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Bankruptcy Statistics

A Look Into 2023: What do the Bankruptcy Statistics Really Mean?

  • Bankruptcy
  • 2 Mins

It has been quite the interesting year in bankruptcy so far, with filings increasing in several chapters. Providing some market observations based upon the number of filings for commercial and consumer bankruptcy filings can assist professionals in aligning their practice focus for the remainder of 2023. This requires an understanding of the current economic conditions, debt maturity dilemma, and how bankruptcy fits into the picture.

The Bankruptcy Data

Data collected by Epiq Bankruptcy provides state of the market observations, highlighting commercial and consumer bankruptcy filing trends. This data shows that the numbers are up across the board.

  • Total bankruptcy filings were 217,420 during the first half of 2023, demonstrating a 17% increase from the 185,352 total filings during the first half of 2022.
  • Getting more granular, total commercial filings were up 18% from last year and individual filings were up 17%.
  • Chapter 11 commercial filings totaled 2,973 during the first half of 2023, which was a 68% increase compared to the first half of 2022.
  • Small business filings, which are identified as Subchapter V elections of Chapter 11, totaled 814 in the first six months of 2023, demonstrating a 55% increase compared to the first half of 2022.
  • Chapter 13 individual filings totaled 85,390 during first half of 2023, which was a 23% increase compared to the first half of 2022.
  • All chapter filings increased in June 2023 compared to June 2022, with 37,700 total bankruptcy filings representing a 17% increase. Looking at June comparisons, commercial filings were up 12 percent and individual filings were up 18 percent.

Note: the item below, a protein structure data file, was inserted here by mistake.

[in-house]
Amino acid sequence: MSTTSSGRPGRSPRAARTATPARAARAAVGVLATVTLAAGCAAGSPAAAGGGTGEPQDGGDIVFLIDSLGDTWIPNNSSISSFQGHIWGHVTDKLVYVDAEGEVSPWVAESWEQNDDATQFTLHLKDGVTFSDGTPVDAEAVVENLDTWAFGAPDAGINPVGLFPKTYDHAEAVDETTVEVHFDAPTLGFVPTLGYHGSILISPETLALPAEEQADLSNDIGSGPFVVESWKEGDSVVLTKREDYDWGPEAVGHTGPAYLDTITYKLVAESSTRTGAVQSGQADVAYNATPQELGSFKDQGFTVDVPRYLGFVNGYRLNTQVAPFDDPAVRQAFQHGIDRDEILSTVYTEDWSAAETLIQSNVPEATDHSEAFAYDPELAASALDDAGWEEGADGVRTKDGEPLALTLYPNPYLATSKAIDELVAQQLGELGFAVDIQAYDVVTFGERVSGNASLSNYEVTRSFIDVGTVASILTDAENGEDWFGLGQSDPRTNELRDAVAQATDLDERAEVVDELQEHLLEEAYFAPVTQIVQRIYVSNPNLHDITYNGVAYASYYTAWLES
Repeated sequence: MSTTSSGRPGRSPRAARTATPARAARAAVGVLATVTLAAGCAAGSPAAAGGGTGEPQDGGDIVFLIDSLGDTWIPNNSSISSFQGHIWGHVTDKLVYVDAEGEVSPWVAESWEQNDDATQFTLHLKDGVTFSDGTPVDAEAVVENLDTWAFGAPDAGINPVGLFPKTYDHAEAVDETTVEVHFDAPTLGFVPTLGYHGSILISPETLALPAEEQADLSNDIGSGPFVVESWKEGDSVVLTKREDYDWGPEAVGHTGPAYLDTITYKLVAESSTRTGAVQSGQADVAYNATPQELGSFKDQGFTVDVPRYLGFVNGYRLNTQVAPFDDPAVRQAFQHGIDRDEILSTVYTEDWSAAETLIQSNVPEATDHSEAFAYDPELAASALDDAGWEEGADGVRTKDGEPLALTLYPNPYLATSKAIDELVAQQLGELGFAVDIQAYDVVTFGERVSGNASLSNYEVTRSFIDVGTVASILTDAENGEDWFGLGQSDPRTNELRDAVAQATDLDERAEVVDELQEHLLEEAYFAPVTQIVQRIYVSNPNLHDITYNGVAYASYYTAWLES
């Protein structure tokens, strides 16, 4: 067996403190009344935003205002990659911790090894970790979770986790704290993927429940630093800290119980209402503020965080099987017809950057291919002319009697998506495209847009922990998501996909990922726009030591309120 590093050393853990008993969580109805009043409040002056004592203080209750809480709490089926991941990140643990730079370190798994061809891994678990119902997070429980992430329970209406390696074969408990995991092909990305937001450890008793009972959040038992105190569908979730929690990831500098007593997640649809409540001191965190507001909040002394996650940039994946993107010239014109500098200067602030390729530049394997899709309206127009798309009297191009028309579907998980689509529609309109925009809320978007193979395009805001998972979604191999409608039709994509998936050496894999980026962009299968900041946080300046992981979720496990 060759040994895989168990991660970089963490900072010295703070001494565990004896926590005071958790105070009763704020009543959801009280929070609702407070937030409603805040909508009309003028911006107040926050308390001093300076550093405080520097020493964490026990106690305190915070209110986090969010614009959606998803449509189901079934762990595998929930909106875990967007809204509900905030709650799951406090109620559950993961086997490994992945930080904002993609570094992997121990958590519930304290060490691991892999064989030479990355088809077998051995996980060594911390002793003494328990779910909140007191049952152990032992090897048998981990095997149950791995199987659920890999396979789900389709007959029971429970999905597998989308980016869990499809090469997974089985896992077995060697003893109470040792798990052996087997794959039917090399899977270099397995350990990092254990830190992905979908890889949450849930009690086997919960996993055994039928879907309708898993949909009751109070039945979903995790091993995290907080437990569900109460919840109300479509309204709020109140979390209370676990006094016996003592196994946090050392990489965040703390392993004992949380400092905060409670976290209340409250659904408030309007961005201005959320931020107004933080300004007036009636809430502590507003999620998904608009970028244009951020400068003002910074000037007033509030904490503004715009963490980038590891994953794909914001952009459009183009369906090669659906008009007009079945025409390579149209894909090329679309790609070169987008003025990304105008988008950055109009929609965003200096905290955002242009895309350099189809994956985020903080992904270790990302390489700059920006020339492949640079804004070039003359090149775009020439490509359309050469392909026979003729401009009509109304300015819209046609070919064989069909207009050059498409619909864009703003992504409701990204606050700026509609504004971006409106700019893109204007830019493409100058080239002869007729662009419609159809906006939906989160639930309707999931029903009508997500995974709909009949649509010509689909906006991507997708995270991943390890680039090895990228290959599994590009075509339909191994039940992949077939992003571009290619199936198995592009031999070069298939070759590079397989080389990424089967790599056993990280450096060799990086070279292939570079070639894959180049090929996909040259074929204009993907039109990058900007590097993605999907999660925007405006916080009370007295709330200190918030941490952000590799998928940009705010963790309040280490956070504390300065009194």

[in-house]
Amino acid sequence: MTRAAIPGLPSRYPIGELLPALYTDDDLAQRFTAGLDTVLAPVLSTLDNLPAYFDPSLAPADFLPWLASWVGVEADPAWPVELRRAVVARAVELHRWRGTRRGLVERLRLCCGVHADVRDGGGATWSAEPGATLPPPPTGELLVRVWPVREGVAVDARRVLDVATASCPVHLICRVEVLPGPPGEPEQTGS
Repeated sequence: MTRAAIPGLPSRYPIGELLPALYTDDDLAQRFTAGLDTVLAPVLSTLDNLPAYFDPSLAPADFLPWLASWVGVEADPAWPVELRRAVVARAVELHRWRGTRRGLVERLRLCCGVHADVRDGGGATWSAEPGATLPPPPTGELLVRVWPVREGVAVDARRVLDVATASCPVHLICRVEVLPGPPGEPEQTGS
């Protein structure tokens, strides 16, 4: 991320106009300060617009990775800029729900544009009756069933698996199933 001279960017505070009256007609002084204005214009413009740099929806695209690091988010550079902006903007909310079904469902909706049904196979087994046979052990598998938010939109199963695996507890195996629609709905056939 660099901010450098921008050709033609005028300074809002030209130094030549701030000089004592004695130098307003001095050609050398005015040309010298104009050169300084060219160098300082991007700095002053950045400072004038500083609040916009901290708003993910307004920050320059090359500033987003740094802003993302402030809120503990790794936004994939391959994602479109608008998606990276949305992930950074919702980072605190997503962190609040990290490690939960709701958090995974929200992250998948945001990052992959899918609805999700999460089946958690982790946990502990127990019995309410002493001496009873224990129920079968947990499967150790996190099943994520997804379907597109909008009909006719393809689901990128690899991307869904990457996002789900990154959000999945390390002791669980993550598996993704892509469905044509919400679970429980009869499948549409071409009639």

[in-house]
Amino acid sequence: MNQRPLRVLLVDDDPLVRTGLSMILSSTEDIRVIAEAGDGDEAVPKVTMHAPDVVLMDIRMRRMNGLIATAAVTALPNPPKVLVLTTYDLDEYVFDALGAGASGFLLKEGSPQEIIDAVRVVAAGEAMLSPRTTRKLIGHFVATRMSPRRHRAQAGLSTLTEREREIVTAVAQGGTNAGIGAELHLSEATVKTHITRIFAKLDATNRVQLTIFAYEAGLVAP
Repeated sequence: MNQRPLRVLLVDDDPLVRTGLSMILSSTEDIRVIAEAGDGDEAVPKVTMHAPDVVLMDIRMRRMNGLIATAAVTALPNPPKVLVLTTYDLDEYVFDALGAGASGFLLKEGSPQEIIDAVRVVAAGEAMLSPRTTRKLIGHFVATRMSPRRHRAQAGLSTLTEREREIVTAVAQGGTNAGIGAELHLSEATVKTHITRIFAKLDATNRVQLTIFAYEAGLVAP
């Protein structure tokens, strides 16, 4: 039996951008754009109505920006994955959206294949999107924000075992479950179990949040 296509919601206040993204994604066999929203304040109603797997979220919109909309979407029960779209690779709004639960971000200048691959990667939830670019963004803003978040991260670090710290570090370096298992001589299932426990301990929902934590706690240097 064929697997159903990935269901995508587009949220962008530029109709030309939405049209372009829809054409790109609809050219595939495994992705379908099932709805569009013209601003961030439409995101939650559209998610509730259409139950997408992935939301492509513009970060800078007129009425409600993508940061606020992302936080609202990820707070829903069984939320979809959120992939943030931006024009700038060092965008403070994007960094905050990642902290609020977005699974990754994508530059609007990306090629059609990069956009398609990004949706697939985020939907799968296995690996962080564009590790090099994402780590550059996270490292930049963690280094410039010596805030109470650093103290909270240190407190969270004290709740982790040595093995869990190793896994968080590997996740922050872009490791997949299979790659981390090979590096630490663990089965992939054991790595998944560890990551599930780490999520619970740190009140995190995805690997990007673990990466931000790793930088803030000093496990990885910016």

The spike in bankruptcy filings may be puzzling as the economy seems fairly stable given the positive employment rate and the Federal Reserve’s attempts to curb inflation have had success.  

Uncertain Economy 

This year there has been unforeseen turbulence in the market coupled with uncertainty. What is different from the conditions last year is that the forecasted turbulence in 2022 was expected due to pandemic-related events. The comprehensive federal relief during the height of the pandemic brought relief to both corporations and individuals. The economy was clearly impacted by the blanket shutdown but 2023 has seen a rebound with higher employment rates, stable or increased home values, and supply chain relief.

However, many observers believe a recession is looming due to the massive debt accumulation during the pandemic. The economy is seemingly stabilized, but the enormous amount of outstanding corporate debt with upcoming maturities cannot be ignored. Given the debt maturity wall is looming, organizations may face significant challenges raising money in this interest rate high environment. There is also uncertainty in several industry sectors such as cryptocurrency, commercial real estate, and retail. The effect of student loan repayment could increase individuals filing nationwide. 


It is truly an unprecedented and interesting time in bankruptcy. Observers are not clear on where the economy is headed. Chapter 11 filings are on the rise, but not nearly where the restructuring industry envisioned given the effect of the pandemic on corporate performance.  What will happen going forward? Below are five predictions and areas to monitor the remainder of 2023 and beyond.